Compiled by Savithri Rodrigo


Sayuni Fernando laments that our rich culture has been misused

Q: How can Sri Lanka retain the talent it has?

A: The trend recently has been for many well-educated and talented youth opting to work or study overseas. This can be attributed to the unstable environment, and limited opportunities for higher education and honing of multifaceted talent in our country.

It is very important for the country’s governing bodies to implement continuous learning opportunities that empower talent and have corruption free investment for innovation. 

Q: Do we have young leaders who can take the country forward – and what traits should they have?

A: There is no doubt that we have young leaders who are equipped to take the country forward. But whether the appropriate systems are in place to empower youth is not evident.

Young leaders must develop resilience, a sense of self and conscience to stand firm in their beliefs, and put passion into practice in taking the country forward, thereby creating a more just society.

Q: What changes do you see in the spheres of education and women’s empowerment?

A: The present government has made improvements in the education system – for example, shaping the current syllabi to encourage critical thinking and creative power.

This will ensure that children think outside the box, encouraging innovative solutions to pressing problems such as climate change.

While there is a slight change in the conventional perception of women and their role in society, due to deep-rooted social barriers and stereotypes, many women and girls continue to face discrimination in multiple dimensions.

This has been normalised in society and should be reversed with more gender inclusive programmes that not only empower but also remove years of norms that shouldn’t have existed at all.

Q: Do you believe that Sri Lanka would be united one day?

A: I would like to believe that we will be united in the near future. However, one of our strengths – i.e. a rich culture – has been used countless times to cause division.

The ability to coexist in diversity is something we have to learn. Values of unity and coexistence must be instilled from a young age. The school environment plays a major role in the attitudes formed when children enter society. At my alma mater for instance, we learn the true value of working and living in diversity. I have only known coexistence because we were taught that.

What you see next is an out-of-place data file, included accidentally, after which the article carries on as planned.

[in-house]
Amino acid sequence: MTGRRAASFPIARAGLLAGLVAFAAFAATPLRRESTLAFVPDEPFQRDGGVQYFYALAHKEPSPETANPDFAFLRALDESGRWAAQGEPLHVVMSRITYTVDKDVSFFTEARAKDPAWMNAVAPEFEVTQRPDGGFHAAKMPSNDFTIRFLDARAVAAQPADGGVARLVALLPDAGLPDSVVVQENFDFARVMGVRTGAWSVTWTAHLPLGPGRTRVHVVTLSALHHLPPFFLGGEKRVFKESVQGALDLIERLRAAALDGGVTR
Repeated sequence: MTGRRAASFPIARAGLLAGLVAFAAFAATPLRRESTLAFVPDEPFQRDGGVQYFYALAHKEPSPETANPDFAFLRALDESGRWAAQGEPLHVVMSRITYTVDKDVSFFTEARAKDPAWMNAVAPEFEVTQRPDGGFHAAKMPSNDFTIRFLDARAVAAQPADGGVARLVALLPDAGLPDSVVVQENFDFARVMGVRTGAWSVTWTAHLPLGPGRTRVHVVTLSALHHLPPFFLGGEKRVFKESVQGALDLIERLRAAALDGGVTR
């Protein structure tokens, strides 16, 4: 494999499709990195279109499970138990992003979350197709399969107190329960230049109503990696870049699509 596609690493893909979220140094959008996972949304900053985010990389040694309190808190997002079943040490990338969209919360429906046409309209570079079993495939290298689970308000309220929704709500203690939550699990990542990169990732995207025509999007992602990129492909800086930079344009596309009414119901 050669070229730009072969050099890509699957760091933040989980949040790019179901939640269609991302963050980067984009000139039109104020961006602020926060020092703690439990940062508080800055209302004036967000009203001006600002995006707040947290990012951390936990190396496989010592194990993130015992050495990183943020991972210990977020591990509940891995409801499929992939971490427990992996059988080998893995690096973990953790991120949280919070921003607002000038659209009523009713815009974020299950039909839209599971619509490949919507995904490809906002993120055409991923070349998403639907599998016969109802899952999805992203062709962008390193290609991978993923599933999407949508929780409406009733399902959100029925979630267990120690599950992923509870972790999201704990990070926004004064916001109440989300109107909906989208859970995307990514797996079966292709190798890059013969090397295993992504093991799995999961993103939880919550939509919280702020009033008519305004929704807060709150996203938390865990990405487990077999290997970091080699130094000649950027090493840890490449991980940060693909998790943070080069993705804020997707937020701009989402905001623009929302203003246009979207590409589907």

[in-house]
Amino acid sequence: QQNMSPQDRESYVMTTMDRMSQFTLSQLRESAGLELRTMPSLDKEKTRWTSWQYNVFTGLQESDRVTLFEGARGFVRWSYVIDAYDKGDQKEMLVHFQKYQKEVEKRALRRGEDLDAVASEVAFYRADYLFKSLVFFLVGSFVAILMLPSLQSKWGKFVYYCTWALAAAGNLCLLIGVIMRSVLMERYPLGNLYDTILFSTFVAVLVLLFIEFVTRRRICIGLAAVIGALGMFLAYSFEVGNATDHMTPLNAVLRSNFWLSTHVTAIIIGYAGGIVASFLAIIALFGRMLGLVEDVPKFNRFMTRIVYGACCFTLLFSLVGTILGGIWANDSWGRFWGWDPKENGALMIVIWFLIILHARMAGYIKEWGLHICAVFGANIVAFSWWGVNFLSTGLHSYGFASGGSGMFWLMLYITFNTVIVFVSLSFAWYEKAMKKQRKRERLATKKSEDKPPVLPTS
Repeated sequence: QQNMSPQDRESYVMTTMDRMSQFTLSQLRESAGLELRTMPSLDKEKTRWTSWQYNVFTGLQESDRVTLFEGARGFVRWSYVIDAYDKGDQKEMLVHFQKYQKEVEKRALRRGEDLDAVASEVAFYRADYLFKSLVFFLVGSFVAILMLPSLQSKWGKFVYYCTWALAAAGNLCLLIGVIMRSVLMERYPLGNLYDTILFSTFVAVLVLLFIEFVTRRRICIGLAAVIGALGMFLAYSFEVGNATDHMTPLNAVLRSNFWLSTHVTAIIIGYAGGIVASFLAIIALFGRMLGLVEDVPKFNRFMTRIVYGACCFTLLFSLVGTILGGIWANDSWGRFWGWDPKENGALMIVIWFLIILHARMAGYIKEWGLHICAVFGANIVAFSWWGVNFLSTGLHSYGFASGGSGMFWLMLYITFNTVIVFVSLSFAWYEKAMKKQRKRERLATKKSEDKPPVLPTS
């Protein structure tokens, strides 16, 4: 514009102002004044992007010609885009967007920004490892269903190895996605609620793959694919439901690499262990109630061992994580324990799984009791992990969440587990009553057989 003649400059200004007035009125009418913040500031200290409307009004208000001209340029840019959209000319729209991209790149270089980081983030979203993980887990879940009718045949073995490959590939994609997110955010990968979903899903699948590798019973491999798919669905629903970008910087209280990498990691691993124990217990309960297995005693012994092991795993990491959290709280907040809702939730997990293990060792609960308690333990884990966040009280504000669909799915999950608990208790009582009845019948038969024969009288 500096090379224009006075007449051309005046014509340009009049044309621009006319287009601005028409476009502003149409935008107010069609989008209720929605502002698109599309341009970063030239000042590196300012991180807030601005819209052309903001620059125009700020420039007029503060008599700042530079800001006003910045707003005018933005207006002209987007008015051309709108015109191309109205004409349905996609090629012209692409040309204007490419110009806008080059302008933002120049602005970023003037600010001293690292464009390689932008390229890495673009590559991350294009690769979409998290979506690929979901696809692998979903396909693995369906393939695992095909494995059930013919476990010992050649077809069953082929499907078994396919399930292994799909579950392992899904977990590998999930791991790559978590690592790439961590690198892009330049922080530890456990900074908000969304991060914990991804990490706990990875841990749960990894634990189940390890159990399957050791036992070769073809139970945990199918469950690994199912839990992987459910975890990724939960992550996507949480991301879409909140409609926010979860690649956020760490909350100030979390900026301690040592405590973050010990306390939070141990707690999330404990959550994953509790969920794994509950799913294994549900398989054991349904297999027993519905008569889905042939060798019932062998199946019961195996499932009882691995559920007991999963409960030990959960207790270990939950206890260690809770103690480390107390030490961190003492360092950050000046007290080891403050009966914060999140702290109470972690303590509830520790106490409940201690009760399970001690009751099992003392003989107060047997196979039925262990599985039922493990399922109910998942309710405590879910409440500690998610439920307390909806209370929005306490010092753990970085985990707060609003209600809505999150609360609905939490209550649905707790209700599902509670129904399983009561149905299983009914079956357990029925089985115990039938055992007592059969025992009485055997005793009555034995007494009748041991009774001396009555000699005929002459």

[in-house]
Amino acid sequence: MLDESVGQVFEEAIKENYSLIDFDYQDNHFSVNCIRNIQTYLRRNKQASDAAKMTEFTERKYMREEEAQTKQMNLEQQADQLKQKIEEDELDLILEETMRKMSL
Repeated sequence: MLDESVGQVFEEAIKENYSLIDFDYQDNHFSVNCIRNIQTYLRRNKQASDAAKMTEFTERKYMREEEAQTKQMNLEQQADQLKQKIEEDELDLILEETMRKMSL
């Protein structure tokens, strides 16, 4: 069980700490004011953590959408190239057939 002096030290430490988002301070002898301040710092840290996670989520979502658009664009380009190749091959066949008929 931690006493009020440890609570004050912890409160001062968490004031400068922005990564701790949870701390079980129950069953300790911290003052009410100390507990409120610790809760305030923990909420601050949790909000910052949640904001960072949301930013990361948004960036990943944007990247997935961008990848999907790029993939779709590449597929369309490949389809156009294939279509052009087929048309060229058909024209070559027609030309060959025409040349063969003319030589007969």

Everybody deserves respect, irrespective of their personal beliefs or culture.

Q: Where do you see yourself in 10 years’ time?

A: As a person, I don’t see myself any different to what I am today. I hope I’ll continue to have strong principles grounded in my faith in Jesus Christ despite any challenges faced along the way.

I’d like to see myself in an established career, contributing to society and fighting for justice, thereby impacting people’s lives positively.

Q: What are your expectations of the world and its people?

A: I hope to see a world where people are constantly trying to be a better version of themselves, there is consciousness about the society they live in and open-mindedness towards the diversity around them. As individuals, we have been selfish in our actions for far too long. It’s important to be selfless and more conscious to make this world better.

Q: And what challenges do young people face in a global context?

A: Managing the pressure to succeed in every area of life and finding time to do it all is one of the main challenges we face.

Thereafter, success and happiness is measured by how much one has, earns and owns. Materialistic views lead to dissatisfaction, and can undermine mental health and self-confidence.

Q: Who is responsible for climate change and global warming – and what must be done about it, in your opinion?

A: Numerous groups are accused of being at fault or for lack of action, ranging from developed countries and politicians, to the rich and entire communities.

But blaming people isn’t the solution. We must all unite and tackle the problem.

Even if it’s merely speaking up, reducing waste in water and food, saving energy or using renewable energy and fuel efficient vehicles, healing the planet begins in our own garages, kitchens and dining tables.